West German terrorists have been quiet for the past 2 1/2 years. But they are stronger now than they were in early 1977 -- the period just before the sensational 1977 murders of Chief Federal Prosecutor Siegfried Buback, banker Jurgen Ponto, and industrialist Hanns-Martin Schleyer.
This is the sober evaluation of the West German Verfassungsschutz (Office for the Protection of the Constitution), the nationwide investigative body that is charged with defense against politically motivated crimes.
In an interview with the Monitor, Christian Lochte, head of the Hamburg Verfassungsschutz office, analyzed the terrorists' current strength.
According to Dr. Lochte, the hard core -- those trained and ready to commit or give direct support to violent acts -- has increased in numbers since 1977 to about 200. They are able to move in and out of West Germany. They are well armed. They are well financed, with money from the more than 4 million mark ($2 .3 million) ransom from the 1977 Palmers kidnapping in Vienna.
The arrest or killing of 18 leading Red Army Faction terrorists since 1977 has not damaged the top terrorist leadership. More than 20 top urban "commandos" remain, with a collective leadership having succeeded the individual leaders of earlier years like the late Andreas Baader and Ulrike Meinhof. The shift has not meant any loss of purpose, will, or planning skill.
Dr. Lochte refused to be drawn out on what the current terrorist strength might portend for the future. He did term the present situation as "more dangerous" than the situation in early 1977, however.
Lochte also refused to comment when he was asked if the number of terrorist sympathizers hadn't dropped after the unsuccessful terrorist hijacking of a Lufthansa airliner in 1977. The number of sympathizers, he suggested, was irrelevant to the potential for terrorist violence. What matters is the hard core of terrorists that has now stabilized at about 200.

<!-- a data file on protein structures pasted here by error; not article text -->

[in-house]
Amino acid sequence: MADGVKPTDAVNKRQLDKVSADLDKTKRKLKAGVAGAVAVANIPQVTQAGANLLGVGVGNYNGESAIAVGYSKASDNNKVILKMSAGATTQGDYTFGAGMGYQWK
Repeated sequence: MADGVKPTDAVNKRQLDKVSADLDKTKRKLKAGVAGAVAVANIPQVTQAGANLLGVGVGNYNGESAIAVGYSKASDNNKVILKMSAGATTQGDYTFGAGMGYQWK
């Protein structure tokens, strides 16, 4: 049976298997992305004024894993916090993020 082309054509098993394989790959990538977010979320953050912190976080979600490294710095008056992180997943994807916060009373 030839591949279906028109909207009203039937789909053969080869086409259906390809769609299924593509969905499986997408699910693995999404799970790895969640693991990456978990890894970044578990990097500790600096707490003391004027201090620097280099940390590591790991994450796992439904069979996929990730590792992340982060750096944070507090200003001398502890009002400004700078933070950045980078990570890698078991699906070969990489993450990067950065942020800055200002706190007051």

The hard core, Lochte continued, consists of three groups: the Red Army Faction (originally the Baader-Meinhof gang), the Second of June Movement, and the Revolutionary Cells.
The Second of June leadership merged into the Red Army Faction some time ago and formally announced the dissolution of the June Movement last June 2. But some of that group's West Berlin members (the so-called "internationalists") have refused to join the merger and continue to maintain a separate existence.The "internationalists" have worked especially closely with Palestinian radical such as the George Habash group.
Among the other West German terrorist groups there is some cooperation with foreign terrorists, but no longer any common action (such as the 1977 Lufthansa hijack), according to Dr. Lochte. Even IRA murders or attempts on the lives of British officers in West Germany have been purely IRA actions that West German terrorists did not participate in, Lochte says.
All three West German terrorist groups are ideologically motivated. They differ in the extent to which they try to conduct nonviolent political proselytization, however. The Red Army Faction has given up altogether on the West German "masses," whom it regards as having been corrupted by social welfare and prosperity into acceptance of capitalist society.The Red Army Faction's only object of political persuasion, therefore, in their violence in the European "metropole" of capitalism, is the third-world masses.
The Revolutionary Cells, by contrast are much more anarchist and individualist and insist that its adherents not live in the isolated underground , but maintain legal lives and contacts with ordinary citizens. The Revolutionary Cell's main target of attack is "US imperialism," with subordinate targets of "Zionism" and the "unmasking" of "repressive" West German society.
Next: Anarchist terrorism on the rise in France.